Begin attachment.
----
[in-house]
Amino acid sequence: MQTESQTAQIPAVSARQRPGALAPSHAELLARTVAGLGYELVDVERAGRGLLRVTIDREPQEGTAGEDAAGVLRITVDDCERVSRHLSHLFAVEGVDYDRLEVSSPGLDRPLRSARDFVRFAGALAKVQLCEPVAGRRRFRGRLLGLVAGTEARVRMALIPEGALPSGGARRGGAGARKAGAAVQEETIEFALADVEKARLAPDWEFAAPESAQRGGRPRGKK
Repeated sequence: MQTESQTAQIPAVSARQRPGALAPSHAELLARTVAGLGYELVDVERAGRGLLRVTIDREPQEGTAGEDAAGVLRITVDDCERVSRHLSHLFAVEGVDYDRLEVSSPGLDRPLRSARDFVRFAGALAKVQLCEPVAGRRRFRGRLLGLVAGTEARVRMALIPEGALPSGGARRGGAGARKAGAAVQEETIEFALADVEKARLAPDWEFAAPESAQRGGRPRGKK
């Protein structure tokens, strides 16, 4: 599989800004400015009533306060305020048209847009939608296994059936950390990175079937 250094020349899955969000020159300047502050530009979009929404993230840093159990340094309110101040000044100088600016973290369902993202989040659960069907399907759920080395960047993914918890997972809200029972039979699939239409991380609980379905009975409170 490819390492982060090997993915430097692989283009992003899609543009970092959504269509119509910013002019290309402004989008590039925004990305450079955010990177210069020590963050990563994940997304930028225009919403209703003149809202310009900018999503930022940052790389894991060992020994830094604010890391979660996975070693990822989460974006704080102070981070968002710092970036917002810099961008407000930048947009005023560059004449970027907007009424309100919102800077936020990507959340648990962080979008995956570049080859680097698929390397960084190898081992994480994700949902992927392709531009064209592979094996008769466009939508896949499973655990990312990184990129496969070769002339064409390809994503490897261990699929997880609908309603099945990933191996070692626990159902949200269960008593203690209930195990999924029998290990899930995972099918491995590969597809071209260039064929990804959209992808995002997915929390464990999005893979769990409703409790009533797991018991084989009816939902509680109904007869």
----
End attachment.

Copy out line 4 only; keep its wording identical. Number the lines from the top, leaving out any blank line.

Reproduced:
């Protein structure tokens, strides 16, 4: 599989800004400015009533306060305020048209847009939608296994059936950390990175079937 250094020349899955969000020159300047502050530009979009929404993230840093159990340094309110101040000044100088600016973290369902993202989040659960069907399907759920080395960047993914918890997972809200029972039979699939239409991380609980379905009975409170 490819390492982060090997993915430097692989283009992003899609543009970092959504269509119509910013002019290309402004989008590039925004990305450079955010990177210069020590963050990563994940997304930028225009919403209703003149809202310009900018999503930022940052790389894991060992020994830094604010890391979660996975070693990822989460974006704080102070981070968002710092970036917002810099961008407000930048947009005023560059004449970027907007009424309100919102800077936020990507959340648990962080979008995956570049080859680097698929390397960084190898081992994480994700949902992927392709531009064209592979094996008769466009939508896949499973655990990312990184990129496969070769002339064409390809994503490897261990699929997880609908309603099945990933191996070692626990159902949200269960008593203690209930195990999924029998290990899930995972099918491995590969597809071209260039064929990804959209992808995002997915929390464990999005893979769990409703409790009533797991018991084989009816939902509680109904007869």